Richard Mouw: Osama bin Laden Is in Hell

Dr. Richard Mouw, president of Fuller Theological Seminary, spoke for the first time this week on the death of Osama bin Laden, saying he believes bin Laden is in hell for being one of the "unrepentant wicked."

His comments were delivered Wednesday during a discussion on Christian responses to bin Laden's death at the seminary's Pasadena campus. Mouw called the event an "important time for communal discernment and pastoral theological reflection."

Speaking about the issue of heaven and hell as it relates to the al-Qaida leader’s death, Mouw said he couldn't avoid the "Rob Bell discussion." In March, the Fuller president had written a commentary defending Bell's view on hell, saying he didn't think the Love Wins author to be a universalist.

Following bin Laden's death, someone called Mouw and asked, "So do you think Osama bin Laden went to hell?"

"I want to say yes," said the evangelical leader during the discussion Wednesday. "Article 10 of the Fuller Statement of Faith says, 'the wicked shall in the end be eternally separated from God.'"

"So far as Osama bin Laden is one of the wicked and one of the unrepentant wicked, I believe he is condemned to an eternity apart from God," he stated.

Further exploring the topic, Mouw reflected on a "hypothetical" thought experiment regarding bin Laden's salvation that was painted by Bethel Seminary professor Karl Roberts in an article entitled, "Is Osama bin Laden in Heaven?"

In the May 9 piece, Roberts pondered on whether the terrorist would have entered eternity if on the day prior to his death, bin Laden had found a copy of the New Testament, read it, repented of his sins, and trusted Christ for his salvation.

Mouw admitted it was a "wacky scenario" but arrived at the same conclusion as Roberts: Yes, bin Laden would be in heaven. He then quoted a line from the hymn, "To God Be the Glory," stating, “The vilest offender who truly believes / that moment from Jesus a pardon receives.”

"Do you really believe that?" the Fuller president challenged the audience, "That if Osama bin laden had bound before the cross of Jesus Christ 10 minutes before he died, repented of his sins and acknowledged there is only one name under heaven that could save him, at that very moment he would have received a pardon for all of his sins."

"That’s an amazing thing," said Mouw. "I believe that with all my heart but I got to say that I have problems with it with all my mind and with all my emotion."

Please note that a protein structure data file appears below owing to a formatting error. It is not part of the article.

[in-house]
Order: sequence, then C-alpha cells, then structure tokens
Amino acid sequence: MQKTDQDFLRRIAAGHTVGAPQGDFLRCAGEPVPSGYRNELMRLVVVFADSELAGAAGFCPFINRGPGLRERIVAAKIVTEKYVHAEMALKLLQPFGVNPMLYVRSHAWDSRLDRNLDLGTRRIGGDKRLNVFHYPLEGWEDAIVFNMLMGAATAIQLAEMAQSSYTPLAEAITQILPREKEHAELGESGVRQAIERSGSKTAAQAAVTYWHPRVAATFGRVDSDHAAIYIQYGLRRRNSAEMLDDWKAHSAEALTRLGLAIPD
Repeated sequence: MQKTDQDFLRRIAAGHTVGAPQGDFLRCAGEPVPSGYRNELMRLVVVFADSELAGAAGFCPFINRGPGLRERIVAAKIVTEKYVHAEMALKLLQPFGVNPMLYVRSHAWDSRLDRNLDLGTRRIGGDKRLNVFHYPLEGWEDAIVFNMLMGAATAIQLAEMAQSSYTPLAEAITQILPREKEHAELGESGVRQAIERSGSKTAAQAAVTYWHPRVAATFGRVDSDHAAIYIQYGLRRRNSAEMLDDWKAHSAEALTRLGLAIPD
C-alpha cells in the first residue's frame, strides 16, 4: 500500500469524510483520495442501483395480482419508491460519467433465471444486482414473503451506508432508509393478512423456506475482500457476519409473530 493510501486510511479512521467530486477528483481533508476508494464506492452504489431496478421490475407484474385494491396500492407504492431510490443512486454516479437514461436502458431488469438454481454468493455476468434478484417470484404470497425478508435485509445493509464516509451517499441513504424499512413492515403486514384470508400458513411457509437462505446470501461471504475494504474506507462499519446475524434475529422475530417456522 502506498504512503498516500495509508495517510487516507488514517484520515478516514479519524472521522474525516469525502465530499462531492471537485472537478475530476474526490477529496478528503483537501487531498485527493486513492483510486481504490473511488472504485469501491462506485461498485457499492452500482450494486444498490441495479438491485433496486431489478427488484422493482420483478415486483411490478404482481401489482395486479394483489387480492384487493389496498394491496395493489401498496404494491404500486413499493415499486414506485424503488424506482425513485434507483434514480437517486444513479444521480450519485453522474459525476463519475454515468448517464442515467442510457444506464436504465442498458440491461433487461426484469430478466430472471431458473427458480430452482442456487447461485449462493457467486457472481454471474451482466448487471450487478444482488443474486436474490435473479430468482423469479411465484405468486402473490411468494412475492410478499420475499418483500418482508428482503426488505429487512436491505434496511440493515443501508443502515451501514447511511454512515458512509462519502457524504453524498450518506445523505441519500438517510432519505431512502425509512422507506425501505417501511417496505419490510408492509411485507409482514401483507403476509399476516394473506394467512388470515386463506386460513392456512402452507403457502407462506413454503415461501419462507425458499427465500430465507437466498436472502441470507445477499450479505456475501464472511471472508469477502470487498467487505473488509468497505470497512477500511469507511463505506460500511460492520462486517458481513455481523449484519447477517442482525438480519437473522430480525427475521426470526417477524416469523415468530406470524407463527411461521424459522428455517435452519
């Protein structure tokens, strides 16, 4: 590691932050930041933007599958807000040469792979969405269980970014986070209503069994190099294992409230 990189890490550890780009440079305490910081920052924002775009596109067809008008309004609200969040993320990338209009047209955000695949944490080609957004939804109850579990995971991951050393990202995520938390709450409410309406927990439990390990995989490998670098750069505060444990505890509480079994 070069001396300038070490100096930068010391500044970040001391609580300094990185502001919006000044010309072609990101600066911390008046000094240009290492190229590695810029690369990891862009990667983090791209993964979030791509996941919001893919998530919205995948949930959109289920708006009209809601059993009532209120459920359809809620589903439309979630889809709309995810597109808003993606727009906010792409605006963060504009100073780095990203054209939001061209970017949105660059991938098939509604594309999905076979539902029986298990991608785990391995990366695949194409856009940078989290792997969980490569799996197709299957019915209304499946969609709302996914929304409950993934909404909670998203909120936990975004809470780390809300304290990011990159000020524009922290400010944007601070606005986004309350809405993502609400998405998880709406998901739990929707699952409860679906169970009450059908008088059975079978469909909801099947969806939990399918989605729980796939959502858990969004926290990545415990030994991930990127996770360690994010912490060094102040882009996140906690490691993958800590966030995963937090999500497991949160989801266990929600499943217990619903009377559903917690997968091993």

Bin Laden was killed May 2 in his compound in Abbottabad, Pakistan, by Navy SEALs. In a late night announcement that night, Obama told the American people that justice was done. It has been nearly 10 years since terrorists hijacked planes and killed nearly 3,000 people in the U.S. Bin Laden claimed responsibility for the 9/11 attacks.

During Wednesday's discussion, Mouw offered his personal reflections on bin Laden's death, saying his reaction to Obama's announcement was that it was "good news."

He said he was disturbed by Christian responses from one end of the spectrum saying that people should not rejoice in the news of bin Laden's death and instead speak out against those who are in great jubilation over his death.

"It struck me as kind of weird response, kind of a cranky response," Mouw shared.

Though he wasn't happy with the "super patriotic" response that included people shouting "USA! USA!" Mouw said he didn't think Americans should declare it as a day of mourning ether. He called the response of jubilation "legitimate" and an indication of a "deep desire for justice."

"I think it was appropriate to feel something on that occasion. I was more toward jubilation than toward mourning," he said.

Mouw related the response to bin Laden's death to that of Holocaust survivors after the Second World War and to those who toppled over Saddam Hussein's statue following the demise of his regime.

"I think there is a deep desire for justice that can be so easily be distorted in an illegitimate, perverted sense of vengeance and super patriotism. It is a deep desire for justice. "

"I think we were seeing a sense of satisfaction that 'Yes, President Obama we are with you and this is a good outcome of something we have been long been stressed about and something we've been long fearful of."

Other reflections covered by Mouw in his talk included how Christians pursue just war theory or just peace-making when it is becoming increasingly difficult to distinguish who the enemies are and how Christian-Muslim or Muslim-U.S. relations can be improved now that a symbol of terror associated with Muslims is gone.

For those in theological education, Mouw asked them to reflect upon the soteriological and eschatological aspects of bin Laden's death.

On the issue of soteriology and capital punishment, Mouw said: "The killing of Osama bin Laden did not atone for his sin. There is only one death that can atone for his sin and that's the death that took place on the cross in Calvary."

"Because we know that, we don't have to thirst for that kind of satisfaction. That satisfaction has already occurred through the cross of Jesus Christ," he stated.

On the issue of eschatology, Mouw affirmed that "things won't be made right until the return of Jesus Christ" and called upon Christians to "live in the anticipation, in hope of his coming and be agents of peacemaking and working toward justice here in a world [that] desperately needs for the savior to come."

Glen Stassen, the Lewis B. Smedes Professor of Christian Ethics, also provided some brief comments on bin Laden's death, suggesting some nonviolent just peacemaking initiatives that U.S. and international governments can do to decrease the recruiting of terrorists worldwide.

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